We often spend our time talking about different marketing strategies, various topics affecting the industry or what's happening in the "here and now." But given the current whirlwind that the market has endured, even the simplest decisions make the most seasoned cattlemen think twice about their plan.
As my folks do most years, they contract their calves midsummer to a country buyer who agrees to pay a set price for their steer and heifer calves later in October. It just so happened that my folks had more heifer calves last year than steers, so they kept back a load of calves to market sometime later in the spring of 2020. This strategy usually works beautifully in their favor as they can unload some green calves into the spring market and capture some of the strong early bird grass sales.
As you can imagine, they wish they would have sold those calves last fall as they've got another six months into them, are maxed out on available summer grass and the calves are only worth now what they were last fall.
We all jumped on a call a couple of weeks ago to chat about various options they may have and my grandpa's wisdom of, "your first loss is usually your cheapest loss," ended up summarizing their thoughts. They decided to sit the second gamble out and sell their calves now while there's still some grass cattle interest rather than sitting on them throughout the summer and seeing what next fall pans out to be.
In times like these, you can beat yourself up and play the "I should-have" game a million different ways. But mindset and perspective are far more powerful than we realize. This past week I tuned into a round table discussion hosted by Rio Nutrition, which was their way of circling the wagons and coping with COVID-19, but still getting powerful information out to cattlemen.
There was one rancher on the call who joined the Zoom meeting of more than 100 participants and silenced every screen. The meeting host knew that this rancher, whom I'll call Tucker, had been diagnosed with cancer within the last year. He asked Tucker to share his outlook on the market with the entire group. Tucker wasted no time clicking the unmute button and said, "This is nothing but a bump in the road. If I'm blessed to see tomorrow, you're damn right I'm going to work hard and I'm going to have a good attitude. I have a passion for what I do and I won't let this virus, or cancer for that matter, steal my passion and fire for this industry."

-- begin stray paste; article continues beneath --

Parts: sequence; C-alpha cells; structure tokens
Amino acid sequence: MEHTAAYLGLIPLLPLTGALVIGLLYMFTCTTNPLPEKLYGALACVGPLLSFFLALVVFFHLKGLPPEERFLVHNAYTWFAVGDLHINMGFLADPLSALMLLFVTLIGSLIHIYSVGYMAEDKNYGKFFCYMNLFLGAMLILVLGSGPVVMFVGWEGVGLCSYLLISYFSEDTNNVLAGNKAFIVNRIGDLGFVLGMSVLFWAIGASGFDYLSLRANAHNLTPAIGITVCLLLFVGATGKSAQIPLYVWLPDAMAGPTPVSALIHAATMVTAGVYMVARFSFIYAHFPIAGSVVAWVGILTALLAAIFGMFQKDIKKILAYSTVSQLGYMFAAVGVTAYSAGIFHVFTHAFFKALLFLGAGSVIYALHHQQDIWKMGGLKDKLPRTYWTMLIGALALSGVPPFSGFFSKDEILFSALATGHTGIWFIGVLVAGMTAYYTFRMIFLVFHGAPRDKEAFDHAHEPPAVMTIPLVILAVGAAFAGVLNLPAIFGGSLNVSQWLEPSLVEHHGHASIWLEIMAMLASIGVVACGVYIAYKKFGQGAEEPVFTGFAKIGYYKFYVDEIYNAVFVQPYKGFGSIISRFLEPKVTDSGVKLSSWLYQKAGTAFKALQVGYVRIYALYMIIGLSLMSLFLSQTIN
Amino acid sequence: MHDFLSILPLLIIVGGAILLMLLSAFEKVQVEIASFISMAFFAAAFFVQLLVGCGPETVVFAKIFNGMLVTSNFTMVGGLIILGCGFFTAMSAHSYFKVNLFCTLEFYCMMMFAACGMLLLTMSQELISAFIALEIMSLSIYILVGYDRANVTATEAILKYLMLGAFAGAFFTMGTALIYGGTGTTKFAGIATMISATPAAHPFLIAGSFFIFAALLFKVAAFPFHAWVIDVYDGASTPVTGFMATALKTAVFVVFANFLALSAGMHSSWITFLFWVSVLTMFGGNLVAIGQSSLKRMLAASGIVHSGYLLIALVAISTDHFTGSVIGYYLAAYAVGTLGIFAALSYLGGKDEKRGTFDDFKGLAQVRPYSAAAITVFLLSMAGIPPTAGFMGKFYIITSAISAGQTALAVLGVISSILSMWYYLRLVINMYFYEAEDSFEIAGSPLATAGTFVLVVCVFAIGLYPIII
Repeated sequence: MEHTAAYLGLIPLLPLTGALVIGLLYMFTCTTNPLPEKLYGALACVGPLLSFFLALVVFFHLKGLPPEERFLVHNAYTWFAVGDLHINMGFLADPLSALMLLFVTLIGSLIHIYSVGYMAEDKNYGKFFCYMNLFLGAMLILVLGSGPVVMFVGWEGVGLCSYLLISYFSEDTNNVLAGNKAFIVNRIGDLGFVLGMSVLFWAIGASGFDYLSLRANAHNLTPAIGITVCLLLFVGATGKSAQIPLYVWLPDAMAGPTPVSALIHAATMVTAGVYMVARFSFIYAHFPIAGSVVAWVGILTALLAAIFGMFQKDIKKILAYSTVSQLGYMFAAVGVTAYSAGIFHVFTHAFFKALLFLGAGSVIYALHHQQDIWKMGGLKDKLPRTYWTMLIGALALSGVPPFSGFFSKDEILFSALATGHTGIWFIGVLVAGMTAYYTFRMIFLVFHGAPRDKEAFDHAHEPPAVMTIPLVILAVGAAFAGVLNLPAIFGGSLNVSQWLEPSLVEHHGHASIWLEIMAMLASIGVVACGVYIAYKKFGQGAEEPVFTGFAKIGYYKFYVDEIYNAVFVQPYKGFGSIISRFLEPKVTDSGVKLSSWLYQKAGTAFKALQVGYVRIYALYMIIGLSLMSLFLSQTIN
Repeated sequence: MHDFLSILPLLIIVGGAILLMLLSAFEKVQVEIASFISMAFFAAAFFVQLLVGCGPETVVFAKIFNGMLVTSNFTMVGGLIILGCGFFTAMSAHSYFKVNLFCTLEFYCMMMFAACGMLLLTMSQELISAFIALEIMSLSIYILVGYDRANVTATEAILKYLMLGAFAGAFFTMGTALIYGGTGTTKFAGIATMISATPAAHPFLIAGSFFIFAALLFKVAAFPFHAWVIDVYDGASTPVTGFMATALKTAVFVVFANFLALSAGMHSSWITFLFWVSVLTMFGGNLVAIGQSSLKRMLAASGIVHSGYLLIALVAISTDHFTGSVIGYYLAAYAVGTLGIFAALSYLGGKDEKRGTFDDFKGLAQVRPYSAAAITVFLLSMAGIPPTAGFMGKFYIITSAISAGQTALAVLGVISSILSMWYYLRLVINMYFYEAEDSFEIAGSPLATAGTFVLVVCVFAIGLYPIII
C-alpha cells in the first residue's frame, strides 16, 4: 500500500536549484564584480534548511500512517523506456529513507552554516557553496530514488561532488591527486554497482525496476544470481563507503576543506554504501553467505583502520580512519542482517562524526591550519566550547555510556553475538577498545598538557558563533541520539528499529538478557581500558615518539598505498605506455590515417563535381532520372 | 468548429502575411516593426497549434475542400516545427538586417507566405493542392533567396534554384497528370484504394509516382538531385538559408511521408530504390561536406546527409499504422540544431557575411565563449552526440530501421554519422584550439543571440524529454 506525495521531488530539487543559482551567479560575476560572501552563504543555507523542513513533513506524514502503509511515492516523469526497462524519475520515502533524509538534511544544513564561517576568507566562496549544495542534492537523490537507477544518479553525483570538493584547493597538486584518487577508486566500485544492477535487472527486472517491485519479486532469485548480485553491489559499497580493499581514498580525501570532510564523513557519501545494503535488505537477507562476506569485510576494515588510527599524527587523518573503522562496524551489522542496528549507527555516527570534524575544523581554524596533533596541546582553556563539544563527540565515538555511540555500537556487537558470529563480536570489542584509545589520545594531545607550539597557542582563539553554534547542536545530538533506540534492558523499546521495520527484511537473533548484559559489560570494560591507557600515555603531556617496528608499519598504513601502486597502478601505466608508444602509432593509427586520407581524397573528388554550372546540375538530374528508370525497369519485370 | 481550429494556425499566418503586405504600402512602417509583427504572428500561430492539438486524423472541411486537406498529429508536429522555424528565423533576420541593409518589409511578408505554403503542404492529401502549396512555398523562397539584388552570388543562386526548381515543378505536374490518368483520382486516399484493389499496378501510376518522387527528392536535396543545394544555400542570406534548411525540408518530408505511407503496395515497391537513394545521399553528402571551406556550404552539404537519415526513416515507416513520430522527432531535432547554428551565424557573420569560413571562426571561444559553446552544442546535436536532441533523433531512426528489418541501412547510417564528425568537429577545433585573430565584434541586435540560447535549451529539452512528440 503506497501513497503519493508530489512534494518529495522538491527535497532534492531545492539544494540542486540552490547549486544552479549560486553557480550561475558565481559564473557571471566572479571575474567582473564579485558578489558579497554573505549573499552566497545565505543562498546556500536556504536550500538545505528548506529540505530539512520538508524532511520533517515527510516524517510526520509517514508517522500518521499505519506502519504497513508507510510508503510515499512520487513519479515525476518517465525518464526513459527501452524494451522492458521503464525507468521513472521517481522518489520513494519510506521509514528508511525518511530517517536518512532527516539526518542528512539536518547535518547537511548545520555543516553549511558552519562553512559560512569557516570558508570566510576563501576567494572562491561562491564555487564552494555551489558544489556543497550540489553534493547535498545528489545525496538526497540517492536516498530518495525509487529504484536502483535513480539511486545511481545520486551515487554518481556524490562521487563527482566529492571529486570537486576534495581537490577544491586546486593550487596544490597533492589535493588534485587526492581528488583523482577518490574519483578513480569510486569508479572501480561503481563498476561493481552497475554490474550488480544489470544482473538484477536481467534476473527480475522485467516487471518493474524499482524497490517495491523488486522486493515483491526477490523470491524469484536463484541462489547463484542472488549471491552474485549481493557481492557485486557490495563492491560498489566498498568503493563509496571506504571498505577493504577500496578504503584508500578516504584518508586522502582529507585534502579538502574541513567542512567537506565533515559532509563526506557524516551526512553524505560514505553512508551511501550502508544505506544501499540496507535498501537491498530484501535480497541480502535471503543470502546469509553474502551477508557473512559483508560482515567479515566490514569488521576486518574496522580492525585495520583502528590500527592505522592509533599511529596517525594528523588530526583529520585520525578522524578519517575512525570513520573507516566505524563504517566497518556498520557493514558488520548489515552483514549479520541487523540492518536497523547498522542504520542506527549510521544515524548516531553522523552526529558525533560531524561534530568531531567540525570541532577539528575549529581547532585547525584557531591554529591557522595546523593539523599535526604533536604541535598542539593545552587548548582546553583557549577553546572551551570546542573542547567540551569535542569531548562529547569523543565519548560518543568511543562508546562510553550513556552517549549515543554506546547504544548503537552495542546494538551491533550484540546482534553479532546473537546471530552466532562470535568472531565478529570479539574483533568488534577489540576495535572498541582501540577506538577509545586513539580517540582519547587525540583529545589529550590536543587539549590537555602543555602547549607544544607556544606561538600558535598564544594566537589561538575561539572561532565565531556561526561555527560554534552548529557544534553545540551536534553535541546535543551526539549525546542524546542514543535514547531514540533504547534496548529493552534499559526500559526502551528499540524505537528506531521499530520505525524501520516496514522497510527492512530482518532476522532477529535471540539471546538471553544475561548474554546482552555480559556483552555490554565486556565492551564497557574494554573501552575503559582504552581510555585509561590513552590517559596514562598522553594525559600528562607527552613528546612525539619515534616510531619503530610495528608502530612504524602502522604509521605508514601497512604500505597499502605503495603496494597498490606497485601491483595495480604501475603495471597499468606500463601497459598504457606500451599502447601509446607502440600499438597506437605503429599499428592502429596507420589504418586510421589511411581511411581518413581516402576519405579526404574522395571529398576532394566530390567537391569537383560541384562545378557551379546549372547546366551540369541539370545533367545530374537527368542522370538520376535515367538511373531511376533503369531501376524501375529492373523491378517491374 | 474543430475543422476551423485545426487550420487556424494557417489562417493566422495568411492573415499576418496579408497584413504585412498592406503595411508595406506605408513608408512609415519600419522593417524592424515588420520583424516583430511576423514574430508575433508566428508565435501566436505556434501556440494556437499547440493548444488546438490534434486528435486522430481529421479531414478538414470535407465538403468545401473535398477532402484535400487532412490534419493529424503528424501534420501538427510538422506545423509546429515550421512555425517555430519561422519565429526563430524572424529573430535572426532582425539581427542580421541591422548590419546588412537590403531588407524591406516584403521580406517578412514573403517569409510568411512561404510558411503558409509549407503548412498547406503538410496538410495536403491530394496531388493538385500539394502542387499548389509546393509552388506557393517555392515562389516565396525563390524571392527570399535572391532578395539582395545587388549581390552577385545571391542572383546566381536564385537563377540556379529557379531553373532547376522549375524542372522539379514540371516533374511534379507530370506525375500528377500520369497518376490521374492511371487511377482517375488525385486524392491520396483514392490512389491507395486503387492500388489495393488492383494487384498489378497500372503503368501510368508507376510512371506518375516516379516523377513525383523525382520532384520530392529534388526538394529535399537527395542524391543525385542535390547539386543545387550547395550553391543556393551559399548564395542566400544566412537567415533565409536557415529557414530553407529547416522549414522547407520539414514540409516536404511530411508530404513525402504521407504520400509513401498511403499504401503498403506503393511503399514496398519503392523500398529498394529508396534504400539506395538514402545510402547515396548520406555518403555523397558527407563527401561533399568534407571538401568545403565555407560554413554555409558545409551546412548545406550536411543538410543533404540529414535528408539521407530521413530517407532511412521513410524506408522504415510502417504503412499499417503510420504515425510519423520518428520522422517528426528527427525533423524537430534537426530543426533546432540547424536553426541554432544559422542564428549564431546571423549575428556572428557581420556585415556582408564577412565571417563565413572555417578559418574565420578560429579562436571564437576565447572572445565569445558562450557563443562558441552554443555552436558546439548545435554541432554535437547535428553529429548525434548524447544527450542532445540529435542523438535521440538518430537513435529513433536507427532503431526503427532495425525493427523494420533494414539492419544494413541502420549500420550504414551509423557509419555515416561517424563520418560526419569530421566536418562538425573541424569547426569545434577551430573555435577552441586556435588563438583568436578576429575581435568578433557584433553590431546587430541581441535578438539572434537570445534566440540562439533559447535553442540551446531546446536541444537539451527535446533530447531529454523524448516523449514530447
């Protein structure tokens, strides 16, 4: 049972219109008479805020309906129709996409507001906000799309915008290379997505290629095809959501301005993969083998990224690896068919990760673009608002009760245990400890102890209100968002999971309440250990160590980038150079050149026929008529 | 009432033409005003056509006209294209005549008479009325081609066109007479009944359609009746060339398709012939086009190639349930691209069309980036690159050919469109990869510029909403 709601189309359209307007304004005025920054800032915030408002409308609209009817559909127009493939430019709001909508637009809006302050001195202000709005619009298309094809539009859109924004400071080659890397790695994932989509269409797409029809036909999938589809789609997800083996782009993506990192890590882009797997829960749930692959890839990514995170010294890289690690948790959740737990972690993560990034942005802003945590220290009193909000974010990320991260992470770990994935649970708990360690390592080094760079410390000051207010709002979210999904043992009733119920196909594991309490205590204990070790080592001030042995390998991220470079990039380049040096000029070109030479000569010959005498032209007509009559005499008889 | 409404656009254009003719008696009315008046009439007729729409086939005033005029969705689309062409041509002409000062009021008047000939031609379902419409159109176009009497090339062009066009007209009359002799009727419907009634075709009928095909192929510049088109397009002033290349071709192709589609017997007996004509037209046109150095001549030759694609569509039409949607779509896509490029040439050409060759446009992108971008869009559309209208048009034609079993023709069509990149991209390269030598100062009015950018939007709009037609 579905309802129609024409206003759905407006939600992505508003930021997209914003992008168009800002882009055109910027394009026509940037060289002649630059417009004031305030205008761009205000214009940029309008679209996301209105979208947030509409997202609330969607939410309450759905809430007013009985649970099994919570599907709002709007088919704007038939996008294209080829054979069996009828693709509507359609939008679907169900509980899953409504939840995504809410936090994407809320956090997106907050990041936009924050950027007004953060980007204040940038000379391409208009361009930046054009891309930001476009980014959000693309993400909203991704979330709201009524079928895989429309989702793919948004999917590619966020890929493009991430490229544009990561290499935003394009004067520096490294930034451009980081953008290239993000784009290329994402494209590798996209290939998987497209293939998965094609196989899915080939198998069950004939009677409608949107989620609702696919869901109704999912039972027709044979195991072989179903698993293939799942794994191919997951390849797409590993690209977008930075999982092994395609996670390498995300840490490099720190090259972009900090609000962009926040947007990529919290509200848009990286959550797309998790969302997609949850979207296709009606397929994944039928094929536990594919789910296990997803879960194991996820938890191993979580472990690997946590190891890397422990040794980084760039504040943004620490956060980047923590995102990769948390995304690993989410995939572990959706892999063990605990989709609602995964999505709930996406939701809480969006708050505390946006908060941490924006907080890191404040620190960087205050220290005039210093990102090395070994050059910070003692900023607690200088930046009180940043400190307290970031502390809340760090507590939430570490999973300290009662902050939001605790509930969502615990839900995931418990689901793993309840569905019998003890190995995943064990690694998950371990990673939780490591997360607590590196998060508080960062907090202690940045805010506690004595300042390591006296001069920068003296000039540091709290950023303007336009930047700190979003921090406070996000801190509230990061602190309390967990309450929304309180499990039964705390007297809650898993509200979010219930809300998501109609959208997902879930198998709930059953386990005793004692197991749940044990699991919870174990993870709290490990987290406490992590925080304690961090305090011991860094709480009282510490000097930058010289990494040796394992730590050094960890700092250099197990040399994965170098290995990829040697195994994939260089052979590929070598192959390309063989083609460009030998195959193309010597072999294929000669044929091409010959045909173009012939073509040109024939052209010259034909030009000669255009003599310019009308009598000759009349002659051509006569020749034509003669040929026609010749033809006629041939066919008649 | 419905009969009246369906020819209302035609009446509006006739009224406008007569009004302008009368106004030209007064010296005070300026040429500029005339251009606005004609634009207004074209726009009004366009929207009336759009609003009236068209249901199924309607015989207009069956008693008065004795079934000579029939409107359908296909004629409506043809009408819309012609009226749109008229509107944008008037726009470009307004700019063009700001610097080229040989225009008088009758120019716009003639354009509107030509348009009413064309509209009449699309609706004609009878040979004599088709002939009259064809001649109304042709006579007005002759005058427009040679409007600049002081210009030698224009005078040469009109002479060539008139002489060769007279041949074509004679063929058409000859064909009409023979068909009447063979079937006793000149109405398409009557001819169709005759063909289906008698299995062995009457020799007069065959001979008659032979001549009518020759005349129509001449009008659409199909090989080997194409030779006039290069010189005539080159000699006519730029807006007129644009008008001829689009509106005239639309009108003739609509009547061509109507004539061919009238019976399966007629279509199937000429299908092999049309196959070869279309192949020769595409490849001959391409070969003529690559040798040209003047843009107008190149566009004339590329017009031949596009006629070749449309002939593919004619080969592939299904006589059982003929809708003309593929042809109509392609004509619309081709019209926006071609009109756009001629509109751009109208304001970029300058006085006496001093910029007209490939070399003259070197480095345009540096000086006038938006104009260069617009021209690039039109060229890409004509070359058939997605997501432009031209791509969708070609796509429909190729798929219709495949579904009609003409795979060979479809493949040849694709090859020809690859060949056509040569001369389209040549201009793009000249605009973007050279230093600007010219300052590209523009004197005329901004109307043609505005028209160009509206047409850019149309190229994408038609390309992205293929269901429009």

The hair on the back of my neck stood up as I realized that no matter how bad I think things are, there are always people whose struggles are far greater than mine, and that a good attitude can carry a person a long way.
The latter part of the call focused on something that we as cattlemen, women, ranchers and farmers sometimes try to avoid discussing -- our mental health.
The organization has framed the acronym, "HAH" meaning, "Heads Up and Healthy." Something simple, but oh so powerful. In these times, where it's easy to get weighed down by the negative news and feel anxious over the current state of the market and the financial burden of fat cattle that are selling for less than a dollar, we need to realize that our mental health cannot be overlooked.
It not only affects us as individuals, but it also affects our families, households and friendships.
As ranchers, we take care of things. We take care of business, our family, our livestock and our communities. Through all those responsibilities and now the impact of COVID-19, we must take care of ourselves so that we can continue to love those around us.
I don't know when and I don't know how much lower the markets may dip, but I know that better days will come. Like Tucker, you and I still have that passion, fire and belief in what we do every day. It's vital that, until the market turns around, we take care of ourselves; we love and protect our family and we help them remember the good things amid this season.
ShayLe Stewart can be reached at shayLe.firstname.lastname@example.org